A Good Time

summer dawn

It’s twenty-twenty, 12 years since I’ve graduated from the 12th grade, and I’m sitting on the floor, yearbook in hand, crying. 

I’m so far past high school. I’m a political activist. Art is my weapon. I am about tearing down the past to build a new future. This future is gay and brown and feminist! — 2008 is the last thing on my mind.

…It probably helps that I’ve suppressed so many memories from that time because I was being abused at home. School was my shelter. I would do all the extracurriculars because I never wanted to go home, and at home, I would do all the homework and all the extra credit. Anything to get away, even just in my mind. So I was very, very good at school. It was a good time. Teachers liked me. I had a lot of friends.

High school gave me Sara, to whom our yearbook is dedicated. She taught English, French, mythology and Shakespeare. She was my Academic Decathlon coach. In my yearbook, she wished me sovereignty and serenity. But on her death bed, her last word to me was “cour-ahhhj,” a fancy French way of saying courage. She taught me to love the world.

High school gave me Tom, an English teacher from Ireland who loved rum raisin ice cream and the New York Times. In my yearbook he wrote, “You are destined for good things because of who you are—intelligent, kind, caring.” The day he died was one of the saddest days of my life. He taught me to love myself.

High school gave me Carinne, the one girl I think I might’ve loved. And I feel so stupid now, looking at her gorgeous cursive. “I adore you. Every aspect of everything that makes you so wonderful, unique and special. I will miss you dearly.” We definitely stayed in touch. But I probably could’ve realized the crush was mutual a little earlier. She taught me to love others.

I had a good time in high school. And I miss Sara, I miss Tom, I miss Carinne.

But that’s not why I’m crying.

On May twenty-fifth, twenty-twenty, George Floyd was murdered in Minneapolis by a racist, disgusting pig. On May twenty-fifth, twenty-twenty, I am woke as hell and have been screaming that Black Lives Matter for years. But a lot of people who hadn’t been vocal before, finally spoke up. And suddenly, students from my school started sharing their stories.

For generations — Black girls got more dress code detentions. Black girls were harassed by teachers, especially in science and math. Girls in general were derided, groped and sexually assaulted. Students who were poor, in bad family situations, who were experiencing mental health issues – were dismissed, mistreated, penalized, abused.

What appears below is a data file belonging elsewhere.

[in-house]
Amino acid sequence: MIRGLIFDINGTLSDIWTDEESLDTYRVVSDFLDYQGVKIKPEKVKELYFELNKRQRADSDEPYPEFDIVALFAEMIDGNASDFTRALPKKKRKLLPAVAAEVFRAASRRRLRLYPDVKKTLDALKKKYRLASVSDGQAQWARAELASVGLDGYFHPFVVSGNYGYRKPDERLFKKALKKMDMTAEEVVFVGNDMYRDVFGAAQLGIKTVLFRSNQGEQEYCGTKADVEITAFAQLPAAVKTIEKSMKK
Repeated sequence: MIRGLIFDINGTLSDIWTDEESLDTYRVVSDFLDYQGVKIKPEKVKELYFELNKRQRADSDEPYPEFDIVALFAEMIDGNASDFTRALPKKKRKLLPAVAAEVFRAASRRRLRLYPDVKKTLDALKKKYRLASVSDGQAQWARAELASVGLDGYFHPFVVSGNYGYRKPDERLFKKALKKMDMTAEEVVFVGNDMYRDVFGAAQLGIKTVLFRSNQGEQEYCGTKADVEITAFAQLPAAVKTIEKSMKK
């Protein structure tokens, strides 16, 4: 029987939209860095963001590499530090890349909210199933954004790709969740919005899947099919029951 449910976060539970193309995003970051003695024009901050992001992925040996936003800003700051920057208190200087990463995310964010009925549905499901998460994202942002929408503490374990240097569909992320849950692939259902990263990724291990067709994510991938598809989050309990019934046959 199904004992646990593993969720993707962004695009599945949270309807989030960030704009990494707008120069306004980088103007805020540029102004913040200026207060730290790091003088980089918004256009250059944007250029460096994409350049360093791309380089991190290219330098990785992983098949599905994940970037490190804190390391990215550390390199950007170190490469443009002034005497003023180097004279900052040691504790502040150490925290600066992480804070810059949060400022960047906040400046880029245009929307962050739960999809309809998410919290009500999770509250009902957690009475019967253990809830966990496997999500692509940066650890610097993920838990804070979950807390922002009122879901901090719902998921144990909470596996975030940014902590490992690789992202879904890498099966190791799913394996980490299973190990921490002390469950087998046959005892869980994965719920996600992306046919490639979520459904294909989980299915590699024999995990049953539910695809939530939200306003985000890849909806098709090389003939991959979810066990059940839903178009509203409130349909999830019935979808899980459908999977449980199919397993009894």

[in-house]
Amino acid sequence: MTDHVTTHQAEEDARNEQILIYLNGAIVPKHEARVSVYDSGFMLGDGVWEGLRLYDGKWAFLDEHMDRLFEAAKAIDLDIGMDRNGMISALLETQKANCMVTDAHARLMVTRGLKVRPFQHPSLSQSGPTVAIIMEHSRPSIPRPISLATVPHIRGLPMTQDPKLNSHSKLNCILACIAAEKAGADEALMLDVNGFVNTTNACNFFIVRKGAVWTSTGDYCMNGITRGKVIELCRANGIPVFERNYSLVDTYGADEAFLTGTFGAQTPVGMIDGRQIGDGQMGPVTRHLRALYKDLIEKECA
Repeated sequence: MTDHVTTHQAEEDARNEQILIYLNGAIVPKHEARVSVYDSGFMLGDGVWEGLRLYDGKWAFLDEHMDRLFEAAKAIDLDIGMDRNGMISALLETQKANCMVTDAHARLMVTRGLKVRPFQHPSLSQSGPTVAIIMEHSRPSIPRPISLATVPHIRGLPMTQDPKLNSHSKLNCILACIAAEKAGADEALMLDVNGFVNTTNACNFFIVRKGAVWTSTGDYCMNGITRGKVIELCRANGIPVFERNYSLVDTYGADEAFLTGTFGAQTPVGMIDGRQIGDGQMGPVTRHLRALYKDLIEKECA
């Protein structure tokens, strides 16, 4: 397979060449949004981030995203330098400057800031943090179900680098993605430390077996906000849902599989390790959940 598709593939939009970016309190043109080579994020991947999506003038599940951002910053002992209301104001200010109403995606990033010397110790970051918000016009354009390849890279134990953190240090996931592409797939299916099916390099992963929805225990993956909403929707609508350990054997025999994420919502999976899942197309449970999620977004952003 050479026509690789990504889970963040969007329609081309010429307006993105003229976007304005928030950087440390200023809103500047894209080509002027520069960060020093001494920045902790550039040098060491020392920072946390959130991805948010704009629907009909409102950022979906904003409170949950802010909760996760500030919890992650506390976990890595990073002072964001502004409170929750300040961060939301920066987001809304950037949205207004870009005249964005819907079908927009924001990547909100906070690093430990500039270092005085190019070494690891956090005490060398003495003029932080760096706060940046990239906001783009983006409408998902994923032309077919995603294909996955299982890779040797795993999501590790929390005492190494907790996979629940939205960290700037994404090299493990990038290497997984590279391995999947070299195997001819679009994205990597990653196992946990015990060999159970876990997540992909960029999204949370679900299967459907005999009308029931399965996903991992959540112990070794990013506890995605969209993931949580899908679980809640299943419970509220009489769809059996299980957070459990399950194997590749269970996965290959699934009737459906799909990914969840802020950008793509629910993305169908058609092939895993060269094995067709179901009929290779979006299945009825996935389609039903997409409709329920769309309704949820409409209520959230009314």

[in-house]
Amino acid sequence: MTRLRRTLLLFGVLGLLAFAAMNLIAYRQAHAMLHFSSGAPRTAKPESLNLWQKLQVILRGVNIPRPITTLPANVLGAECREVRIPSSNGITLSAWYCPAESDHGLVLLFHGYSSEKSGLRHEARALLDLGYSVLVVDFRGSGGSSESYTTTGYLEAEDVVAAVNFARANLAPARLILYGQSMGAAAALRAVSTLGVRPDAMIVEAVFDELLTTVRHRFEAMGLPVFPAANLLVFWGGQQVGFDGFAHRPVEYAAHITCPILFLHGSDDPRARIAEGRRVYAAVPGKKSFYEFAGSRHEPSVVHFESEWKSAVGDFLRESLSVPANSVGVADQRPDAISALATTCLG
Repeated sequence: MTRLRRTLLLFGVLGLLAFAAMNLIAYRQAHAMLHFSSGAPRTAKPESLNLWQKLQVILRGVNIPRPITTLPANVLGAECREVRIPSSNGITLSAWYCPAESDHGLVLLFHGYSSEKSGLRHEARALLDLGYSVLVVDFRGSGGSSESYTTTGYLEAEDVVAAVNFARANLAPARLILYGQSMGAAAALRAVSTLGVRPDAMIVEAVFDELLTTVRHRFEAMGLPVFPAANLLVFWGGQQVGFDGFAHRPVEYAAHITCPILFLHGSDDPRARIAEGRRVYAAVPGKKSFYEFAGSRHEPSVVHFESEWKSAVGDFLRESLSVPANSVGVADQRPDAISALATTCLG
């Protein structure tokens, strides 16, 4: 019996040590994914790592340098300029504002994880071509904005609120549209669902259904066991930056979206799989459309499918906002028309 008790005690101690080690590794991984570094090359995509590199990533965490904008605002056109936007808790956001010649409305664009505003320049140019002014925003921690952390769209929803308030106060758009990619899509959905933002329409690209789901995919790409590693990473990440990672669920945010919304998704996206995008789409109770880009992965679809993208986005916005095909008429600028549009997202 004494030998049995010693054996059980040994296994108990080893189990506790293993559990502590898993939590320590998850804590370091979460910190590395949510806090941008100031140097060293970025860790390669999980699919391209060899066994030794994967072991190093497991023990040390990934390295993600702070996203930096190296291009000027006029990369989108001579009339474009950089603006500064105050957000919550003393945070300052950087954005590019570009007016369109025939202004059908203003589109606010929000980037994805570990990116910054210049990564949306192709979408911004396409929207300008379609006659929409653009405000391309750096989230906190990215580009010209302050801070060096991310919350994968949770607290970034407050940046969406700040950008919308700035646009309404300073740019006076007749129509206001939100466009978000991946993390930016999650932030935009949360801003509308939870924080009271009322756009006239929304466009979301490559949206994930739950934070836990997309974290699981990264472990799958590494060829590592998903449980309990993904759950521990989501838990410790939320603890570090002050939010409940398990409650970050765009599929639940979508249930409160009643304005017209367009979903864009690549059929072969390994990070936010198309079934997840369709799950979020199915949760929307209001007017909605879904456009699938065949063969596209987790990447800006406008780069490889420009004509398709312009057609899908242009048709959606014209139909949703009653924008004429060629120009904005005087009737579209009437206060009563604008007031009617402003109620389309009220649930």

It came out that today, in twenty-twenty, racist kids are pretending to whip their Black classmates with an app. It is finally coming out that basically all our gym teachers were sexual predators. And of course, the board of ed. just barely cares! Because the city just barely cares. The state, the country, the people don’t care.

This was not at all the first time I heard horror stories from my alma mater, but it was the first time these stories were so loud. For so many of my classmates, high school was not a shelter. 

Teachers who knew I was struggling helped me. That wasn’t true for everyone else. That wasn’t true for brown kids. For Black kids. For poor kids. For queer kids. For trans kids. This school taught some of us to hate the world. To hate ourselves. To hate others. And that is why I am sitting on the floor crying.

I don’t like to center myself in my activism. Like I’m not going to say, “Asians for Black Lives,” like, wow, I get a prize for being a minority that cares about another minority. And it’s not a “gateway for other Asians to join the cause”—they can use their basic human empathy to do that. They don’t need to see my Asian face holding up this slogan. And I don’t need to market basic human empathy.

(breath) Still, as we confront institutionalized racism, I can’t forget who I am in the context of this institutionalized racism. And this is my space to dwell on that.

My yearbook used to bring me joy. Because that was a good time for me, that I can’t remember otherwise because I was abused for 22 years. But now it makes me want to puke. And riot. And cry. And destroy the system.

I don’t think I had a good time in high school anymore. Because how can I call what was happening there – what is happening there — a good time, even if it was good to me, when it wasn’t good for everyone else?

Summer Dawn is an Asian/Hispanic artist based in Jersey City. Her organization In Full Color, which empowers artists of color through education and the arts, has received two commendations from the New Jersey State Assembly and the Jersey City Arts Council’s Performing Arts Award. She’s also won the N.J. Governor’s Award in Arts Education, served as a theater grants panelist for the National Endowment for the Arts in 2021 and is a teaching artist for Young Audiences and Storytelling Arts. She’s also an events coordinator, arts journalist, writer, actor and activist.

Take a look at Summer’s website or follow her organization and her personal account

Life in Quarantine: Witnessing Global Pandemic is an initiative sponsored by the Poetic Media Lab and the Center for Spatial and Textual Analysis at Stanford University.

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